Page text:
“The central voter registry is not a public record,” said Brian McNiff, a spokesman for William Francis Galvin, the secretary of the commonwealth in Massachusetts. 

Mississippi Secretary of State Delbert Hosemann (R) said commission members could “go jump in the Gulf of Mexico.” 

The Minnesota and South Dakota secretaries of state said they would not comply with the commission’s request. Tennessee Secretary of State Tre Hargett (R) said he was legally prohibited from providing the data the probe was requesting.

Louisiana Secretary of State Tom Schedler (R) said he would refuse to share voter information with the investigation, citing the way the probe has been politicized. 

“The President’s Commission has quickly politicized its work by asking states for an incredible amount of voter data that I have, time and time again, refused to release,” he said in a statement. “My response to the Commission is, you’re not going to play politics with Louisiana’s voter data, and if you are, then you can purchase the limited public information available by law, to any candidate running for office. That’s it.”

An administrator from the Maryland state board of elections also declined to provide voters’ information, saying in a letter to Kobach that his request “may be prohibited under State and/or federal law.”

Some states have said they will comply with the data request. But even in those cases, they are unlikely to satisfy all of the commission’s objectives.

The Georgia secretary of state’s office, for example, said it would hand over a voter list. But an official said that list does not contain driver’s license numbers, Social Security numbers, months and days of birth, sites of voter registration, phone numbers or email addresses.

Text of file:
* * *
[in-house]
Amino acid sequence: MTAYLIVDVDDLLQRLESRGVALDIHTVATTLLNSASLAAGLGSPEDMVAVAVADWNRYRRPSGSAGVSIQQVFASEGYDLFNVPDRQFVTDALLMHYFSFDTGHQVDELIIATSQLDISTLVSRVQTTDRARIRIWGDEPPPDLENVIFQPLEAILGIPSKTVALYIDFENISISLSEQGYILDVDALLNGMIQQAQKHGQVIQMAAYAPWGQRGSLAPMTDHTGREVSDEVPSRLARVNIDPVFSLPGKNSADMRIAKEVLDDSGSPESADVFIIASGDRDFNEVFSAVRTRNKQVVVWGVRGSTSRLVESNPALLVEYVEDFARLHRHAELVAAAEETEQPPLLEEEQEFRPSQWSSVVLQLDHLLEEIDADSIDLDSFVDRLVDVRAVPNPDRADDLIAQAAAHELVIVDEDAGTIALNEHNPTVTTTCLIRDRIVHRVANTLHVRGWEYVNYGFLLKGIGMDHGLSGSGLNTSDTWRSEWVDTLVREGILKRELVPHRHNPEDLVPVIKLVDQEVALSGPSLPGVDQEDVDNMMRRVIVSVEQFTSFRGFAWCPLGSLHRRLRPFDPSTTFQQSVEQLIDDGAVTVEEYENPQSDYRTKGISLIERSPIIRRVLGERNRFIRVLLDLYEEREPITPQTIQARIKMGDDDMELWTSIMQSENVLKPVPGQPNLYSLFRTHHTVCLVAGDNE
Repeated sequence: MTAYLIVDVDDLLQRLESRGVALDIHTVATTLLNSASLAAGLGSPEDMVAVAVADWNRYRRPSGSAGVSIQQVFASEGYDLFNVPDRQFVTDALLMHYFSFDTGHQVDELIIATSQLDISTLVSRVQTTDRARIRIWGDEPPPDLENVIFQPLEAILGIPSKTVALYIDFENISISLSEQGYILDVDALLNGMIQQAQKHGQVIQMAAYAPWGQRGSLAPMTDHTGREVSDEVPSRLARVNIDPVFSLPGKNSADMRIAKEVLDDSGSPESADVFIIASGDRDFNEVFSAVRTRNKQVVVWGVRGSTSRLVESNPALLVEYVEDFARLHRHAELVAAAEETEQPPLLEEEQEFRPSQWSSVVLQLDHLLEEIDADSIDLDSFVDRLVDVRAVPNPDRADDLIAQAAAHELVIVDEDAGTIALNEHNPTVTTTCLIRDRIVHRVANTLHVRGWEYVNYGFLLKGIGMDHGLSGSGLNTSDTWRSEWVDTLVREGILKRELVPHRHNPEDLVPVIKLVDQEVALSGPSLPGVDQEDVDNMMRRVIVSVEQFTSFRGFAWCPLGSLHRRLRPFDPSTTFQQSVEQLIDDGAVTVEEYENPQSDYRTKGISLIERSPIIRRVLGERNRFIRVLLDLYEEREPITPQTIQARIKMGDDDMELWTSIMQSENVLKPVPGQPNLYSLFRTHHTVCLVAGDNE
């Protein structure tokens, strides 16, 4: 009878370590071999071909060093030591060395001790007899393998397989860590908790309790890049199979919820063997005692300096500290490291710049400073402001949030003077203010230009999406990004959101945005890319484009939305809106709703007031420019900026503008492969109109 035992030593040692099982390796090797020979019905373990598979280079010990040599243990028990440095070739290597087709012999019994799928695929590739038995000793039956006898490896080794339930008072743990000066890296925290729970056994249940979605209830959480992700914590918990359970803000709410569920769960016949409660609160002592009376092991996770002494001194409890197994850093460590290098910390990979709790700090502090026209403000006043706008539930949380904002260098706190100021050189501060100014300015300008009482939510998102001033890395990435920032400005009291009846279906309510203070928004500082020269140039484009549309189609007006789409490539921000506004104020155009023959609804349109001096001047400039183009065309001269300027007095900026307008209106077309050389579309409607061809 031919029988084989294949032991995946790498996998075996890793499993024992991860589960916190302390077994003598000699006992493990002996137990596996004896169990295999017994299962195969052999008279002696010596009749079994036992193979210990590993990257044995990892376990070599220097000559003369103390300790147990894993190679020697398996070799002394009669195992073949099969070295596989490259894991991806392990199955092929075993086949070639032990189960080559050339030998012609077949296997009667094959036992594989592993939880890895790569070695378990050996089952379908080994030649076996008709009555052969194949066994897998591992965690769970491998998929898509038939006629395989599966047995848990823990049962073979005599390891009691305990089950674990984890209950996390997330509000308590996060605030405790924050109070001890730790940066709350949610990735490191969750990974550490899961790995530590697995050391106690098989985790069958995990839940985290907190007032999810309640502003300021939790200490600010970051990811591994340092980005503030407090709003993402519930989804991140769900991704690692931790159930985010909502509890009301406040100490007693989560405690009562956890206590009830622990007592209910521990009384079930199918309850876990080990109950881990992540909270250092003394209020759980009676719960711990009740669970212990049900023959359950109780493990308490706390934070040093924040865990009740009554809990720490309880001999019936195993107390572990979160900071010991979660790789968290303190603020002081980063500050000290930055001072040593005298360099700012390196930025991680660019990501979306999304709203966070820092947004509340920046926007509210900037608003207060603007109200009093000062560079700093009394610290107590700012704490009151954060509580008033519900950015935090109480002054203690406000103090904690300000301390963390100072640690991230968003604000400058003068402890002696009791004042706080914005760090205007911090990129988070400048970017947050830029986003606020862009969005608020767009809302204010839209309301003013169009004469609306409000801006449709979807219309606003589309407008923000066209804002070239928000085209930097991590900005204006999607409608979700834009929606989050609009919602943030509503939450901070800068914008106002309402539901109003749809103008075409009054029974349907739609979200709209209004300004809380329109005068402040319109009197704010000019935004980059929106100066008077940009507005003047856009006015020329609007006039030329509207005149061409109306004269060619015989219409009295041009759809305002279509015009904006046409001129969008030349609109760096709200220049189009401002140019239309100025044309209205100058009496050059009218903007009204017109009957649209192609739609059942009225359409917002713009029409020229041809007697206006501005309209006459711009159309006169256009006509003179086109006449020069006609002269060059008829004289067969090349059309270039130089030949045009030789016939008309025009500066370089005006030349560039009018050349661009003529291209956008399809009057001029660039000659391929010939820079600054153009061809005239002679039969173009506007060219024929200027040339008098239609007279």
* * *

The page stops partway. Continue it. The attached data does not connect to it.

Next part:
Bryan Dean, a spokesman for Oklahoma’s election board, said that his state’s office likewise would supply the commission with “publicly available voter roll data under the laws of our state.” But Dean noted that Social Security numbers are not available. Iowa Secretary of State Paul Pate (R) said in a statement that his office would comply with the request, but that Iowa law prohibits releasing personal information like Social Security numbers.

The Texas secretary of state’s office announced that it would provide the commission with public voter information, which includes names, addresses and dates of birth, but not the last four digits of Social Security numbers.

“As always, my office will continue to exercise the utmost care whenever sensitive voter information is required to be released by state or federal law,” Texas Secretary of State Rolando Pablos (R) said in a statement. 

During an MSNBC interview on Friday, Kobach defended the information request.

“The commission is only requesting what any person on the street in California can walk into a county election office and get,” he said. “So if a Social Security number is not publicly available ― and it is not publicly available in most states ― then we aren’t requesting it. If it is publicly available, if the public can get it, then the commission would like it too.”

Citing a February 2012 Pew study, Kobach said there could be some 1.8 million deceased voters on state rolls.

“We could actually find out what the real number is if we take the voter rolls of the states and we match them with the Social Security Administration’s list of people who have died,” he said. “Let’s find out what the real number is. And then if you have the voter history, you can say how many of these names appear to have voted after the date of death.”

HuffPost contacted all 50 states in an attempt to get a fuller picture of what type of compliance the Trump administration could expect. Numerous officials said they were still reviewing the request. But regardless of what they decide, the commission seems likely to end up with an incomplete and inconsistent data set.

This article has been updated to include Mississippi, Tennessee, South Dakota, Minnesota, Texas, Louisiana and Maryland.

HuffPost